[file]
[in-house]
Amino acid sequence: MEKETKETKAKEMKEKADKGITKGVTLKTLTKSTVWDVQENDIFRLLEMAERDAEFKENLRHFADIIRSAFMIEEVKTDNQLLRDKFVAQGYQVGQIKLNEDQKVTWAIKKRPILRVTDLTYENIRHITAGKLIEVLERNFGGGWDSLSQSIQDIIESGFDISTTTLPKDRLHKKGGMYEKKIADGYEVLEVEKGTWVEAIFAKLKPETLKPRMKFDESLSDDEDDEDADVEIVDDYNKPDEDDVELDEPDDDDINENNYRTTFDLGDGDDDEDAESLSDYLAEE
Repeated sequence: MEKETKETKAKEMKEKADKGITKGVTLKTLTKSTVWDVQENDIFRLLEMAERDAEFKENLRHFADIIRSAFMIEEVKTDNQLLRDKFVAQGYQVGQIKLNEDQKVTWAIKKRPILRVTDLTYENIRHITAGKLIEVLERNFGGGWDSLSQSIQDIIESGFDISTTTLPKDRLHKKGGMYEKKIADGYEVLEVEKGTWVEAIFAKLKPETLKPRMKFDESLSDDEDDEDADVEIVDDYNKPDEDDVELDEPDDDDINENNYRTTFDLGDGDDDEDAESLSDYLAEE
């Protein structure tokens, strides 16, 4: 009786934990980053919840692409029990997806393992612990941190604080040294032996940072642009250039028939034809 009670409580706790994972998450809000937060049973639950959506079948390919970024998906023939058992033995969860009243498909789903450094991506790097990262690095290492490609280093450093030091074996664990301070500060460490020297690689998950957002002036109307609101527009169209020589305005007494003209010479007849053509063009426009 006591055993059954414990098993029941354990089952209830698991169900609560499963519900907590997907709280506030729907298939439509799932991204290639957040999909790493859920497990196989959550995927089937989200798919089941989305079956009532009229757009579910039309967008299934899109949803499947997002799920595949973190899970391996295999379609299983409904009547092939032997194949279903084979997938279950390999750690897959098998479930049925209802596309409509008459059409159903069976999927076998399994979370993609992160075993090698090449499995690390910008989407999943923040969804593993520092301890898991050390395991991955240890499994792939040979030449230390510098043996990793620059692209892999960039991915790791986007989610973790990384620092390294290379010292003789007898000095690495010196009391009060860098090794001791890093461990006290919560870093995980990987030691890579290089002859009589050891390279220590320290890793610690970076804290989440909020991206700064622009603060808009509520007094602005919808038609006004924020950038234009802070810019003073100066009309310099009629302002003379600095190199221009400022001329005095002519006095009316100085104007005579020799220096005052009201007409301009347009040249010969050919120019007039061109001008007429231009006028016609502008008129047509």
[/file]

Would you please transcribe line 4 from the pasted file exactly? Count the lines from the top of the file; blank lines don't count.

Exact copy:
């Protein structure tokens, strides 16, 4: 009786934990980053919840692409029990997806393992612990941190604080040294032996940072642009250039028939034809 009670409580706790994972998450809000937060049973639950959506079948390919970024998906023939058992033995969860009243498909789903450094991506790097990262690095290492490609280093450093030091074996664990301070500060460490020297690689998950957002002036109307609101527009169209020589305005007494003209010479007849053509063009426009 006591055993059954414990098993029941354990089952209830698991169900609560499963519900907590997907709280506030729907298939439509799932991204290639957040999909790493859920497990196989959550995927089937989200798919089941989305079956009532009229757009579910039309967008299934899109949803499947997002799920595949973190899970391996295999379609299983409904009547092939032997194949279903084979997938279950390999750690897959098998479930049925209802596309409509008459059409159903069976999927076998399994979370993609992160075993090698090449499995690390910008989407999943923040969804593993520092301890898991050390395991991955240890499994792939040979030449230390510098043996990793620059692209892999960039991915790791986007989610973790990384620092390294290379010292003789007898000095690495010196009391009060860098090794001791890093461990006290919560870093995980990987030691890579290089002859009589050891390279220590320290890793610690970076804290989440909020991206700064622009603060808009509520007094602005919808038609006004924020950038234009802070810019003073100066009309310099009629302002003379600095190199221009400022001329005095002519006095009316100085104007005579020799220096005052009201007409301009347009040249010969050919120019007039061109001008007429231009006028016609502008008129047509």